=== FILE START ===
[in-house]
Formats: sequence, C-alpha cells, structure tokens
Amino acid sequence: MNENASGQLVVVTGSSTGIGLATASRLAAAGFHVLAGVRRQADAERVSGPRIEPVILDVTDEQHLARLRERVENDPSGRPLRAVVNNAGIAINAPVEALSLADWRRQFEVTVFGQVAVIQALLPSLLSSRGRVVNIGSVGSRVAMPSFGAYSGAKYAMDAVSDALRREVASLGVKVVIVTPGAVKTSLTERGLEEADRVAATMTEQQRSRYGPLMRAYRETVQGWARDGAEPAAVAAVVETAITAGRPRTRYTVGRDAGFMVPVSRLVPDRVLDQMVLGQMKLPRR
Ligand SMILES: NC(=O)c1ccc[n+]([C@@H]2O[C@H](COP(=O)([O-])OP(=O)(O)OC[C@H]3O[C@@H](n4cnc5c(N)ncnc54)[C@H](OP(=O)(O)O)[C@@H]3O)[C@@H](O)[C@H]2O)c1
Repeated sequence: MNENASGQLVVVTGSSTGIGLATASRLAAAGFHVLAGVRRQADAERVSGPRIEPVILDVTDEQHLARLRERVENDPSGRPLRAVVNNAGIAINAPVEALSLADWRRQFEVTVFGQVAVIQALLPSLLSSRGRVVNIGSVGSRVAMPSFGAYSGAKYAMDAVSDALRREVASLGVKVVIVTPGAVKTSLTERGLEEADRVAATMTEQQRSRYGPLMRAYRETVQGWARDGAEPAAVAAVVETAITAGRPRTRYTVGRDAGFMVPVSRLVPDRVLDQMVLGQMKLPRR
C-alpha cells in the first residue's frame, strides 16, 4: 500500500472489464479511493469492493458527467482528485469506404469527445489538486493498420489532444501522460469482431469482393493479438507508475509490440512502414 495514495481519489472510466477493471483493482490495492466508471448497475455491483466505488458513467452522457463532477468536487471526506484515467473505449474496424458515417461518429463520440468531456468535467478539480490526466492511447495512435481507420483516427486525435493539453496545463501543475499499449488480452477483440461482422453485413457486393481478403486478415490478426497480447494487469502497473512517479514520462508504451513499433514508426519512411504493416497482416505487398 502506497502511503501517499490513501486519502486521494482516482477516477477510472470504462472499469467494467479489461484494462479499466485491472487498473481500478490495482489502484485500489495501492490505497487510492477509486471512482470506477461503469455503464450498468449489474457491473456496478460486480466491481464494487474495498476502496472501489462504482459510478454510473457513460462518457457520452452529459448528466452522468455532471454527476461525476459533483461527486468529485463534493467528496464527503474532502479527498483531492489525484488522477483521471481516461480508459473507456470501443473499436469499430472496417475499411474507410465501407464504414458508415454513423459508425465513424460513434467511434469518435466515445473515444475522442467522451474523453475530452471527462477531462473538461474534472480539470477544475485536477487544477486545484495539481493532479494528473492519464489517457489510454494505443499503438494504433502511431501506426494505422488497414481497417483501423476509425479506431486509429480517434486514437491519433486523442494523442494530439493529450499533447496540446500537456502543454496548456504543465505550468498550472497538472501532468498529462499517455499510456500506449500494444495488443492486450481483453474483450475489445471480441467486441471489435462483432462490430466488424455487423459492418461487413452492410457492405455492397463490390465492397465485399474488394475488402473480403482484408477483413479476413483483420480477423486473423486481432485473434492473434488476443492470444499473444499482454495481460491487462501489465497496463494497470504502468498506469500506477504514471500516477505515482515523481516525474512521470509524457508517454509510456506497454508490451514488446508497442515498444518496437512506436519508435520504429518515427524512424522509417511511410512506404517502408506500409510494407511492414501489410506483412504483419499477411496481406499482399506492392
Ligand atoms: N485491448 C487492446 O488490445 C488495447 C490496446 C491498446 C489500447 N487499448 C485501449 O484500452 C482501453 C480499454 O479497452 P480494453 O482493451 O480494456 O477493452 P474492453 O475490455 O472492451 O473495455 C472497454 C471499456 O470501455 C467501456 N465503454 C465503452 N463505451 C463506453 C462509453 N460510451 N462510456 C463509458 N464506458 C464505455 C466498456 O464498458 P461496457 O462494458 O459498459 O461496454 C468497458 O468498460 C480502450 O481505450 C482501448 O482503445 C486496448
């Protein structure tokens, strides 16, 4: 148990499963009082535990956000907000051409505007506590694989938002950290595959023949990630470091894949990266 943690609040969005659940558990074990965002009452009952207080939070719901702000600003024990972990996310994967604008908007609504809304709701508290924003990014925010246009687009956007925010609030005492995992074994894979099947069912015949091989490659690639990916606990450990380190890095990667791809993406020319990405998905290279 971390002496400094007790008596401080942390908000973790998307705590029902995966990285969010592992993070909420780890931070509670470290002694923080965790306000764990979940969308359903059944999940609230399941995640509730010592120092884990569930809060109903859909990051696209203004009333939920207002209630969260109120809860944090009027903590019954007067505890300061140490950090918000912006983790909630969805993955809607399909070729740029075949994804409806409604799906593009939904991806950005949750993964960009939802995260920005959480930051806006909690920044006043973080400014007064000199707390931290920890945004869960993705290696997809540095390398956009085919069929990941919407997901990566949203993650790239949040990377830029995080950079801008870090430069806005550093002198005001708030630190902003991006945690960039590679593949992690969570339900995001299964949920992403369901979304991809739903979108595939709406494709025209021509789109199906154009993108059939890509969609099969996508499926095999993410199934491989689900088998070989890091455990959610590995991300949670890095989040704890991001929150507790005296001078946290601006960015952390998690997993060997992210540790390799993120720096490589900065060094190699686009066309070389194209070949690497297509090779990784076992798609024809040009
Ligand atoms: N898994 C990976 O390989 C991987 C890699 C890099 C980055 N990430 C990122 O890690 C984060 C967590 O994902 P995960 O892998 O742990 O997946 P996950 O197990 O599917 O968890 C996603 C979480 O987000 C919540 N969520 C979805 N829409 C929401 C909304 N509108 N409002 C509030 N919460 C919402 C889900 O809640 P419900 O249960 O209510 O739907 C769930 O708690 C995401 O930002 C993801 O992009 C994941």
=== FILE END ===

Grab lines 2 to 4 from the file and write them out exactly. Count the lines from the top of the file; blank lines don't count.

Formats: sequence, C-alpha cells, structure tokens
Amino acid sequence: MNENASGQLVVVTGSSTGIGLATASRLAAAGFHVLAGVRRQADAERVSGPRIEPVILDVTDEQHLARLRERVENDPSGRPLRAVVNNAGIAINAPVEALSLADWRRQFEVTVFGQVAVIQALLPSLLSSRGRVVNIGSVGSRVAMPSFGAYSGAKYAMDAVSDALRREVASLGVKVVIVTPGAVKTSLTERGLEEADRVAATMTEQQRSRYGPLMRAYRETVQGWARDGAEPAAVAAVVETAITAGRPRTRYTVGRDAGFMVPVSRLVPDRVLDQMVLGQMKLPRR
Ligand SMILES: NC(=O)c1ccc[n+]([C@@H]2O[C@H](COP(=O)([O-])OP(=O)(O)OC[C@H]3O[C@@H](n4cnc5c(N)ncnc54)[C@H](OP(=O)(O)O)[C@@H]3O)[C@@H](O)[C@H]2O)c1